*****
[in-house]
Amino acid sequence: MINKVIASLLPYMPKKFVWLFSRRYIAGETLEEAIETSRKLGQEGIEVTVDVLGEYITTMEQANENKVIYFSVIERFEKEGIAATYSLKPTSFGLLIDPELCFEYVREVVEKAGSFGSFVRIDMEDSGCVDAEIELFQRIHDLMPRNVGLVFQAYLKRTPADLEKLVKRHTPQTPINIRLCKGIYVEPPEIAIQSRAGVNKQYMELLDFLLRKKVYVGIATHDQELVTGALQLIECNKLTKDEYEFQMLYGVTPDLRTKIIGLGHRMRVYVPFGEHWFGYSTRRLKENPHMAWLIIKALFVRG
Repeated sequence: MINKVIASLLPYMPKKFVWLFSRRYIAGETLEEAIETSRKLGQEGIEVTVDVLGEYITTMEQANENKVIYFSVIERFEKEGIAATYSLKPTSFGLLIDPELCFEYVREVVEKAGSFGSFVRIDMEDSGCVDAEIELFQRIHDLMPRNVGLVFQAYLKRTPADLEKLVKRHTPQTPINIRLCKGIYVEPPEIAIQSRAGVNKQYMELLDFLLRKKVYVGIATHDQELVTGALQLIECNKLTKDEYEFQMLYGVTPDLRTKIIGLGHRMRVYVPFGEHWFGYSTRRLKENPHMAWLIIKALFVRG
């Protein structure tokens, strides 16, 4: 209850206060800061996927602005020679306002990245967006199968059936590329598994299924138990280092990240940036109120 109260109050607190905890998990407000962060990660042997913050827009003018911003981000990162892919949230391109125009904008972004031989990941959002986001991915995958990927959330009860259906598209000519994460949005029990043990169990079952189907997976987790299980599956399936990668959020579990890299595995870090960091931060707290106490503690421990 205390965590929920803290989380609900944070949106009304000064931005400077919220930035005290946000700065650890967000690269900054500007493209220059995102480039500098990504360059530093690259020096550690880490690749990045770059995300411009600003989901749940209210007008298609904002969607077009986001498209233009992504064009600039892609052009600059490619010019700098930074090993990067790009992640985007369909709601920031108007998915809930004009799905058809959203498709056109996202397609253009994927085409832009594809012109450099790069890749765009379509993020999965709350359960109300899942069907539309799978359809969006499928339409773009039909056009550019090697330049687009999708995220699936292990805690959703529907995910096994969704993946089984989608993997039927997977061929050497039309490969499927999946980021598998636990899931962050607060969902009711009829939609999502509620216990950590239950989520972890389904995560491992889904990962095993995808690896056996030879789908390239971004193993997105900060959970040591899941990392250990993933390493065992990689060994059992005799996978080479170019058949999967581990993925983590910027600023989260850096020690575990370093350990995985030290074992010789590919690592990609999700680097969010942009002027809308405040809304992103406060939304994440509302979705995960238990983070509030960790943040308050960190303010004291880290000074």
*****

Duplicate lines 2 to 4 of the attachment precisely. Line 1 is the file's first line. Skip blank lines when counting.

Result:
Amino acid sequence: MINKVIASLLPYMPKKFVWLFSRRYIAGETLEEAIETSRKLGQEGIEVTVDVLGEYITTMEQANENKVIYFSVIERFEKEGIAATYSLKPTSFGLLIDPELCFEYVREVVEKAGSFGSFVRIDMEDSGCVDAEIELFQRIHDLMPRNVGLVFQAYLKRTPADLEKLVKRHTPQTPINIRLCKGIYVEPPEIAIQSRAGVNKQYMELLDFLLRKKVYVGIATHDQELVTGALQLIECNKLTKDEYEFQMLYGVTPDLRTKIIGLGHRMRVYVPFGEHWFGYSTRRLKENPHMAWLIIKALFVRG
Repeated sequence: MINKVIASLLPYMPKKFVWLFSRRYIAGETLEEAIETSRKLGQEGIEVTVDVLGEYITTMEQANENKVIYFSVIERFEKEGIAATYSLKPTSFGLLIDPELCFEYVREVVEKAGSFGSFVRIDMEDSGCVDAEIELFQRIHDLMPRNVGLVFQAYLKRTPADLEKLVKRHTPQTPINIRLCKGIYVEPPEIAIQSRAGVNKQYMELLDFLLRKKVYVGIATHDQELVTGALQLIECNKLTKDEYEFQMLYGVTPDLRTKIIGLGHRMRVYVPFGEHWFGYSTRRLKENPHMAWLIIKALFVRG
């Protein structure tokens, strides 16, 4: 209850206060800061996927602005020679306002990245967006199968059936590329598994299924138990280092990240940036109120 109260109050607190905890998990407000962060990660042997913050827009003018911003981000990162892919949230391109125009904008972004031989990941959002986001991915995958990927959330009860259906598209000519994460949005029990043990169990079952189907997976987790299980599956399936990668959020579990890299595995870090960091931060707290106490503690421990 205390965590929920803290989380609900944070949106009304000064931005400077919220930035005290946000700065650890967000690269900054500007493209220059995102480039500098990504360059530093690259020096550690880490690749990045770059995300411009600003989901749940209210007008298609904002969607077009986001498209233009992504064009600039892609052009600059490619010019700098930074090993990067790009992640985007369909709601920031108007998915809930004009799905058809959203498709056109996202397609253009994927085409832009594809012109450099790069890749765009379509993020999965709350359960109300899942069907539309799978359809969006499928339409773009039909056009550019090697330049687009999708995220699936292990805690959703529907995910096994969704993946089984989608993997039927997977061929050497039309490969499927999946980021598998636990899931962050607060969902009711009829939609999502509620216990950590239950989520972890389904995560491992889904990962095993995808690896056996030879789908390239971004193993997105900060959970040591899941990392250990993933390493065992990689060994059992005799996978080479170019058949999967581990993925983590910027600023989260850096020690575990370093350990995985030290074992010789590919690592990609999700680097969010942009002027809308405040809304992103406060939304994440509302979705995960238990983070509030960790943040308050960190303010004291880290000074």